The Jerx is an anonymous, iconoclastic blog written by a heterodox magician who holds his fellow magicians in disdain for their terrible storytelling skills.
Storytelling is the heart of magic, of course, because the effects themselves are usually either the product of a simple gimmick or a tediously learned bit of manual dexterity, while the effect is of something baffling and even supernatural taking place. I was reminded of this yesterday, when I tried out my new marked deck on my family. At first, they were baffled and amazed, but once they were let in on the secret, they were almost embarrassed at having missed the obvious explanation for my "mind reading."
The classic on this subject is Magic and Showmanship, which my colleague James D MacDonald uses to teach science fiction writers about the underlying nature of story.
I often think of Jim MacDonald's classes when I read The Jerx, because its subject of inquiry, more than anything else, is where wonder comes from, and what flavors it comes in. The Jerx's author wants to figure out how to maximize the sense of the numinous, the transformative, the strange. He doesn't want to make his audience think that he's clever or well-practiced, or that they're dumb or credulous. He wants them to feel like all of them, performer and audience, are in a room where something inexplicable and wonderful has taken place.
The Jerx's latest essay is the best illustration of this so far. He describes a conjurer, Andy, who has figured out how to rig a game of Connect 4 so that he can leave the final board in any state that he wants. He tested out two different narrative approaches to this effect: in one, he told his audience that he would predict the outcome in a sealed envelope; in the other, he finished the game and then revealed a sealed envelope in which he'd made his prediction.
Both approaches were pretty much the same in terms of audience reaction, but a third approach was markedly superior to either. In this one, the conjurer manipulates the game so that it ends in exactly the same state as is depicted on the cover of the box, and then contrives to point out this "amazing coincidence" to everyone, without even revealing that a trick has been performed.
The wonderful -- and universal -- thing about this lesson, that the magic is stronger if the magician has been removed from it, is that the suspension of disbelief is compromised by the knowledge that someone has asked you to suspend your disbelief.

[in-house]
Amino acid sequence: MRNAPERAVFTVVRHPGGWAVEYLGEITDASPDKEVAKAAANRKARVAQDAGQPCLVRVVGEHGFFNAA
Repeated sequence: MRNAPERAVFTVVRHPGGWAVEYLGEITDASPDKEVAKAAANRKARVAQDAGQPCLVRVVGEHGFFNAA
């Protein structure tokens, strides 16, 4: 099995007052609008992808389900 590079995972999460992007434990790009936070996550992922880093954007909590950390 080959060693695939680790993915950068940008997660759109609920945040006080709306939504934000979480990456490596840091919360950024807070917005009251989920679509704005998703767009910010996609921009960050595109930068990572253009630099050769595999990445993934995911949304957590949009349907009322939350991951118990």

Performing your trick this way requires that the performer sideline their ego in a fashion that goes way beyond "murdering your darlings." This method of performance is a rallying cry for sidelining your ego in favor of your art, for dispensing with what my cherished high school English teacher Harriet Wolfe called "merely clever" stories.
You might be thinking: But I want the credit. I don't want to remove myself and my "power" from the equation. I want them to think it was me who did something incredible. Really? Do you? I'm not talking to the professional performer, they have different concerns than an amateur (although I think there is merit in this style of presentation for professionals as well). If your goal is to entertain or amuse or enchant someone then you have to think how you want to approach a performance. If someone watches you do something for 5 minutes do you want them to leave having an experience that made you look incredible or having an experience that made their world seem more incredible? Which do you think will stick with them more?
You might think this is all a waste of time to think about because most people will know it's a trick regardless of your presentation. And yes, this is true. But that is not a strike against this style of presentation. In fact, it is its greatest strength. Here's why: No matter how you present an effect, you will have believers and non-believers in what you say. The vast majority are probably non-believers. And when you make a prediction or say you have some amazing power, then the non-believers will be taking credit away from you. "You didn't really predict this poker hand." "You didn't really read my mind." But if you don't claim responsibility, then the non-believers will be giving you credit. And the more you deny it, the more credit they will give you. "He says he had nothing to do with this... but he must have." And even if, in these two scenarios, the non-believers are arriving at the same destination, the direction they come from makes all the difference. [If I tell you, "You won a billion dollars in the powerball lottery," and then come back and say, "My mistake. You won $40," you're devastated. But if I say, "You lost the lottery drawing." And then come back and say, "My bad, you actually won $40." Then you're like, "Cool! Let's order a pizza."] So even if your goal is to get credit, I think you'll get more by not taking it.
For Connecting [The Jerx]